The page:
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enter the Fluid, as Corpuscles of Fire in Steam move Fluids, and the Bodies in them, as they pervade, &c. or by the Pressure of the Atmosphere, or by the . Quality of Gravity, or Elasticity. "The small Budies or Maffes in Fluids move, and are moved, by the different Qualities, or different Degrees of Qualities, in them, and the Fluids. Every Mass of any considerable Bigness, immersed in a Fluid, which weighs more than the fame Bulk or Dimension of that Fluid, will sink in it, and every one which weighs less than its Bulk or Dimension, will swim in it. But small Particles or Corpuscles of Bodies, which in Mass have not much more or less Gravity than the Fluid, especially if the Particles be extended in Breadth or Length, or the Fluid be in Motion or agitated, will hover or be tossed about in that Fluid and not sink, or rise suddenly : If they differ much in Gravity, and be of proper Figures for Pervasion, they rise or fall with Celerity, in Proportion to that Difference of Gravity and Fitness of Figure. But the fame Matter will be moved in different or opposite Directions, by altering its Gravity or Figure, or the Gram vity of the next neighbouring Bodies or Fluids, by Addition, Substraction, Mul

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tiplication, or Division, performed amongst themselves, by their other Qualities in their Motion.' If a lighter Body be subItracted, separated, or taken from an hea, vier Body, the Body lighter than the Fluid will rise, and the Body heavier than it will fink, or rest at the Bottom. If the Number of Bodies which will hover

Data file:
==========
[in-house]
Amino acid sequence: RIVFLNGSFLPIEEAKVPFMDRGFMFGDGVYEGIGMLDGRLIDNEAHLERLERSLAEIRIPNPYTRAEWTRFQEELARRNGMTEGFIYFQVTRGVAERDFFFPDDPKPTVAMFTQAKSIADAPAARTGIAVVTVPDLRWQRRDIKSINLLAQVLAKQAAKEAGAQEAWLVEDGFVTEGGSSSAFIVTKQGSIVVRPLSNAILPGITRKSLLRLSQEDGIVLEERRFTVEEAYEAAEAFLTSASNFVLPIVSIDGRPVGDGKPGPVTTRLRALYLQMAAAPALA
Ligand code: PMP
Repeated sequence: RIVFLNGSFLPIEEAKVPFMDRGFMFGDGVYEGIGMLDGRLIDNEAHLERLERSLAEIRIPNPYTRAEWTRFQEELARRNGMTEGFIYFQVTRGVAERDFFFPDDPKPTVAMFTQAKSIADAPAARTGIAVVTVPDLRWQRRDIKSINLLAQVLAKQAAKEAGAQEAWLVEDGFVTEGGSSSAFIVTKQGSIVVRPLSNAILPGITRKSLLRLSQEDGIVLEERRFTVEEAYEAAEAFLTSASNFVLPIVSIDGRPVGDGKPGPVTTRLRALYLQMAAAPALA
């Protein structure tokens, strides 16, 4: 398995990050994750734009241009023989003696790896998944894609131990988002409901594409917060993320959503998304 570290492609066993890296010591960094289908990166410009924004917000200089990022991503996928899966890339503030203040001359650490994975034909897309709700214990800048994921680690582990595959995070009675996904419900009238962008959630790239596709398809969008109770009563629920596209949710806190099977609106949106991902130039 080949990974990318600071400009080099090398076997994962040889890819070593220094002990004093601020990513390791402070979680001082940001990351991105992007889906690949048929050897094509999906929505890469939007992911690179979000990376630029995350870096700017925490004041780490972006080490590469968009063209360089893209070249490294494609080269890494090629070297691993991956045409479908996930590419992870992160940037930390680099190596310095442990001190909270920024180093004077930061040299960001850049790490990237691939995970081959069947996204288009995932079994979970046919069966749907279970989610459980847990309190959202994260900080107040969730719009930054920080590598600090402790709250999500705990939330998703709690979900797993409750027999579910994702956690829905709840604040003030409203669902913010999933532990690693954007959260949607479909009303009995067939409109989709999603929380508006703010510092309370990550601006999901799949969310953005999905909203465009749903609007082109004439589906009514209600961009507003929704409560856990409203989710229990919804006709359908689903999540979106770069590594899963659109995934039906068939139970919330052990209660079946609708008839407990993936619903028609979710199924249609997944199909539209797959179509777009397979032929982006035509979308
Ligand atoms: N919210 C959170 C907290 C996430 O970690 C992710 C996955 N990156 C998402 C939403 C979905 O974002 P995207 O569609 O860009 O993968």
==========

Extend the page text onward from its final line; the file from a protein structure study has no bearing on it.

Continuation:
in the Fluid be multiplied, either by add· ing more Corpuscles of like Gravity, or

by dividing the Masses which sunk in it, or &c. for Example, Sea Salt, Sugar, &c. diffolved in Water, the Fluid will be heavier, and those Bodies, which had a little more Gravity and funk in it, will swim, & e contra. If Bodies which hovered or sunk be divided small enough, or have lighter Bodies, joined to them, those which subsided may rise into or swim upon the Fluid, and those which hovered in it may swim upon it; nay, even both may rise out of that Fluid, and hover or swim in a lighter Fluid, as out of Water, into Air, &c. When any Mass in a Fluid is expanded or stretched into a Bubble by the Corpuscles of Fire, volatile Salts, Air, &c. till it be lighter than the Fluid, 'tis press’d up with Velocity in Proportion to its Difference in Gravity to the Surface, and there swims